Additionally, Netflix said that its crackdown on password sharing and launch of a cheaper $6.99 per month advertising tier is starting to bear fruit. Alas, NFLX stock fell 7% after the Q2 print as the forward guidance provided by the company disappointed analysts. A Q3 revenue forecast of $8.52 billion was lower than the $8.67 billion that was anticipated. Still, Netflix executives said that new subscriber sign-ups are exceeding cancellations and they expect sales growth to accelerate through year’s end. NFLX stock is up nearly 50% year to date.

Meta Platforms (META)

Source: Ascannio / Shutterstock.com

Meta Platforms (NASDAQ:META) bounced after the parent company of Facebook and Instagram reported Q2 earnings that soundly beat Wall Street forecasts. Driven by a rebound in digital advertising on its various social media platforms, Meta reported earnings of $2.98 a share as compared to the $2.91 that had been expected. Revenue in the quarter totaled $32 billion compared to consensus estimates of $31.12 billion.

In addition, revenue increased 11% from a year earlier. That was the first time the company reported double-digit sales growth since the end of 2021. In terms of forward guidance, Meta Platforms forecast Q3 revenue of $32 billion to $34.5 billion, implying growth of at least 15% from a year earlier. Analysts forecast Q3 revenue of $31.30 billion. The company has been striving to become more efficient, cutting 21,000 jobs since January of this year. META stock has been red hot, gaining 150% so far in 2023.

Microsoft (MSFT)

Source: Asif Islam / Shutterstock.com

As with Netflix, Microsoft’s (NASDAQ:MSFT) latest earnings were overshadowed by the forward guidance provided. The Q3 forecast obscured the fact that the Seattle-based software company posted solid results, including EPS of $2.69, which beat analyst estimates of $2.55. Revenue also beat expectations, coming in at $56.19 billion as compared to the $55.47 billion that was anticipated.

Despite solid numbers, the stock still dropped on news MSFT now expects to post revenue of $53.80 billion to $54.80 billion, suggesting 8% growth for the current quarter. Sadly, that fell short of the $54.94 billion consensus expectation of analysts who follow the company. Microsoft’s pending $68 billion acquisition of video game maker Activision Blizzard (NASDAQ:ATVI) also seems to be weighing on the share price. But don’t forget that Microsoft is also rolling out new AI products that build on its partnership with ChatGPT maker OpenAI.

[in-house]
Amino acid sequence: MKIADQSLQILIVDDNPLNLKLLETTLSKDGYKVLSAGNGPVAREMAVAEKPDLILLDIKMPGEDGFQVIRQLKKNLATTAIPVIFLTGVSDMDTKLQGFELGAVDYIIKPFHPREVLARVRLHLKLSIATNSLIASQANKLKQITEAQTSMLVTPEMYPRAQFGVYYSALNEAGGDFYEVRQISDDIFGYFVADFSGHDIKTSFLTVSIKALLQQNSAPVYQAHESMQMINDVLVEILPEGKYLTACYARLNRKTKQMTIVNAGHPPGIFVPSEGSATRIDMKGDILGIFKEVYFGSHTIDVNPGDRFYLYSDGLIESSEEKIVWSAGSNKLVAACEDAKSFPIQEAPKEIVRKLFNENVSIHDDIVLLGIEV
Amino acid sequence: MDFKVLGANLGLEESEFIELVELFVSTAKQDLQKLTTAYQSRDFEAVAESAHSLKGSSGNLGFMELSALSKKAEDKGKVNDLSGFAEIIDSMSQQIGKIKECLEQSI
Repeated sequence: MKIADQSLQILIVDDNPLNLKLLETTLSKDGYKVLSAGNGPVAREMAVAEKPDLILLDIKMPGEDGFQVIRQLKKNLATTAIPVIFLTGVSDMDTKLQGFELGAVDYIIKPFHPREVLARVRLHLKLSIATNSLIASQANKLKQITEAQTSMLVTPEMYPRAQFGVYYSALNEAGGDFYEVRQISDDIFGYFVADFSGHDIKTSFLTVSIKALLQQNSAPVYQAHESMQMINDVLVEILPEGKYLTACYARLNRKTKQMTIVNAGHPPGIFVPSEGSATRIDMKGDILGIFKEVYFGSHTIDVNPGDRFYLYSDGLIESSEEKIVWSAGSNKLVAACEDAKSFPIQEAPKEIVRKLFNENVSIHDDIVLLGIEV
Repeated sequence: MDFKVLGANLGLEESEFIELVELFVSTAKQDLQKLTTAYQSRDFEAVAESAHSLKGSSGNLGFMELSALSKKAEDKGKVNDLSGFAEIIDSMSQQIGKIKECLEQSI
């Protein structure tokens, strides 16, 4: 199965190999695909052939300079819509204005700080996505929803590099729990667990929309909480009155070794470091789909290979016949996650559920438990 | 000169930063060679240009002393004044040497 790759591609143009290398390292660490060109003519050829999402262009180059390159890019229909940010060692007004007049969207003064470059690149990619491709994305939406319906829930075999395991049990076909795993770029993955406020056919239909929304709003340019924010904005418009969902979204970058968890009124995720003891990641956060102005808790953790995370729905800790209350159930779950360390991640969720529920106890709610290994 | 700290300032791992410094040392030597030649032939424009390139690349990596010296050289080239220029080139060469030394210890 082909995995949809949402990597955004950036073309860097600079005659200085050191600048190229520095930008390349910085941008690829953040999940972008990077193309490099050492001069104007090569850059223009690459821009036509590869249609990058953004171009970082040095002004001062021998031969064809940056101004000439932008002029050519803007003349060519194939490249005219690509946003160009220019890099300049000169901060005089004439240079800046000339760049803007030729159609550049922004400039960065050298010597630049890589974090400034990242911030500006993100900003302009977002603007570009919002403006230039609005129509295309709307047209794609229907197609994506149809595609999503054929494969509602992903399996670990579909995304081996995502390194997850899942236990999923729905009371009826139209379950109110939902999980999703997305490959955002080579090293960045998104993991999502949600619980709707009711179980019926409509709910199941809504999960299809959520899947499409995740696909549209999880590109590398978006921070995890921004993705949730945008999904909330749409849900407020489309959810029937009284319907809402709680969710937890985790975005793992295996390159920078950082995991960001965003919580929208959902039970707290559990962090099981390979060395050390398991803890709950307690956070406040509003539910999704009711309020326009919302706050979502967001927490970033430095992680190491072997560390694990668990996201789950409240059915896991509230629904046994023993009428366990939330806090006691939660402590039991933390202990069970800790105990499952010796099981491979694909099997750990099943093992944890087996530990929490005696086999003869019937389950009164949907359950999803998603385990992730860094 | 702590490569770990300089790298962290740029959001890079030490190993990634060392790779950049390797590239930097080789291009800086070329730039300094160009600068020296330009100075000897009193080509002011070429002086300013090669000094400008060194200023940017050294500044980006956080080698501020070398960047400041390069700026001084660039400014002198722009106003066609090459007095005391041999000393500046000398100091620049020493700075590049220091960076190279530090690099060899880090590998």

Intel (INTC)

Source: JHVEPhoto / Shutterstock.com

If there’s a dark horse candidate among this group, it’s Intel (NASDAQ:INTC). The chipmaker saw its stock jump 7% after reporting that it returned to profitability following two consecutive quarters of major financial losses. For Q2 of this year, Intel reported EPS of 13 cents as compared to a loss of three cents that had been expected. Revenue came in at $12.90 billion as compared to the $12.13 billion forecast by analysts.

For the current third quarter, Intel forecast earnings of 20 cents a share on revenue of $13.40 billion. That compares to consensus analyst expectations for 16 cents a share on $13.23 billion in revenue. Intel executives said $3 billion of cost cuts are starting to have beneficial results.

On the date of publication, Joel Baglole held long positions in MSFT, NVDA, and GOOGL. The opinions expressed in this article are those of the writer, subject to the InvestorPlace.com Publishing Guidelines.

Joel Baglole has been a business journalist for 20 years. He spent five years as a staff reporter at The Wall Street Journal, and has also written for The Washington Post and Toronto Star newspapers, as well as financial websites such as The Motley Fool and Investopedia.

Articles You May Like

4 Stocks to Sell Before El Nino Batters Your Portfolio
3 Smart Stocks to Buy for $500 to Accelerate Your Wealth Growth
Buffett’s Billion-Dollar Biz: 3 Crucial Takeaways From Berkshire’s Q1 Results
3 Companies to Watch as Nasdaq Warms Up to Cannabis Listings
7 Dividend Stocks to Buy as the Fed Mulls Rate Cuts